Shortages of nationwide truck drivers. Bottlenecks in ports. Product unavailability. Price increases.
This year’s severe supply chain challenges have been highly disruptive. Now combine this with the approaching holiday season, and we have a perfect storm for food and drug retailers without a proven road map.
This phenomenon was described as the “Everything Shortage” in an Oct. 7, 2021 piece in The Atlantic by author Derek Thompson:
“I visited CVS last week to pick up some at-home COVID-19 tests. They’d been sold out for a week, an employee told me. So I asked about paper towels. ‘We’re out of those too,’ he said. ‘Try Walgreens.’ I drove to a Walgreens that had paper towels. But when I asked a pharmacist to fill some very common prescriptions, he told me the store had run out. ‘Try the Target up the road,’ he suggested.”
[Read more: NRF reporting holiday sales increase]
Product shortages of all kinds have led leaders in the U.S. government and business sectors to address national supply chain issues. However, we should not expect any quick fixes. Individual retailers will have to do the heavy lifting on their own for now. They need to react by pulling out all the stops to reduce hurdles. Here are some smart strategies you can use:
Limiting items: In a move reminiscent of retailer strategies last year, Costco has reinstated purchase limits on items like toilet paper, cleaning products and bottled water.
Buying early: Some retailers that have long relied on just-in-time supply chains have been ordering and bringing in inventory much earlier for the holidays to avoid falling short.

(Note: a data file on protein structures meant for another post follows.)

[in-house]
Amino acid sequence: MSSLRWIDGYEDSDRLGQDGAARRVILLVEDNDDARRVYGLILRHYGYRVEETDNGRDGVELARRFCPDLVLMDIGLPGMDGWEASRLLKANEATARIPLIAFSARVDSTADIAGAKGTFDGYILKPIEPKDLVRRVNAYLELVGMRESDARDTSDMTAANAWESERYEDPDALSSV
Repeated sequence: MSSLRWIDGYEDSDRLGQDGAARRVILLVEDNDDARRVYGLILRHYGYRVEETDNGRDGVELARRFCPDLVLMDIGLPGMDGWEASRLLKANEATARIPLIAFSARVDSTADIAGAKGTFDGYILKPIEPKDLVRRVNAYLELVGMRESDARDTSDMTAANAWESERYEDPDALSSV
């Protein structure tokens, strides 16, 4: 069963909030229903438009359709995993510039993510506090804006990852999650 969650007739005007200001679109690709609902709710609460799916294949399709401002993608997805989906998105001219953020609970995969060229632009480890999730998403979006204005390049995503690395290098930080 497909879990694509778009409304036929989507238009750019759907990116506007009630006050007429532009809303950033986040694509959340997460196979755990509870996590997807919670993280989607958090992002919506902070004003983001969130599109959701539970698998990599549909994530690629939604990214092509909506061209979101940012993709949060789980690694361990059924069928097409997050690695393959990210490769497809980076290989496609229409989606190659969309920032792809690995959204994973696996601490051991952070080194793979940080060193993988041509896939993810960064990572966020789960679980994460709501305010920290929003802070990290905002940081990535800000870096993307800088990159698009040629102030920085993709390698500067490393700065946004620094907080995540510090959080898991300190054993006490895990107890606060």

Hiring supply chain expertise: Target recently announced that it would add some 30,000 new supply chain jobs in the face of supply chain challenges. Meanwhile, Walmart was planning to add about 20,000 employees in distribution centers, fulfillment centers and transportation offices.
Taking control of transportation: Walmart made a move to charter its own vessels to prepare for the complexities of shipping during the holidays. Costco has rented container ships and thousands of containers for similar purposes.
[Read more: Target outlines its supply chain strategy]
These are all smart strategies to navigate supply chain complexities. Yet, more is required as well. Retailers will need to manage consumer expectations and experiences on everything from product availability to price increases.
A new Oracle consumer study cited in Chain Store Age on Oct. 4, 2021 found that 63% of respondents want brands to provide more regular updates about shipping status, 59% want them to be more transparent about inventory and 54% want more transparency on potential supply chain issues. Eighty-four percent of respondents said delays would lead them to cancel an order, and 80% said delays or shortages would even prompt them to stop buying from a brand entirely.
Retailers need to be transparent with consumers and other stakeholders about their strategies, and empathetic about the inconveniences. Walmart did a nice job in this regard, with a recent communications piece that struck a reassuring tone in outlining all the steps it’s taking to mitigate supply chain hurdles.
[Read more: Walmart to go on holiday hiring spree]
There’s a decent chance this holiday season will be a good one for retailers, despite all the supply chain complexities and lingering consumer concerns about COVID. But that will only happen if retailers take proactive strategies. Moreover, supply chain disruptions are likely to remain until at least the spring, if not longer. So even as retailers come up with fixes for the fourth quarter, they should consider how to keep addressing supply chain hurdles past the holidays with creative longer-term solutions.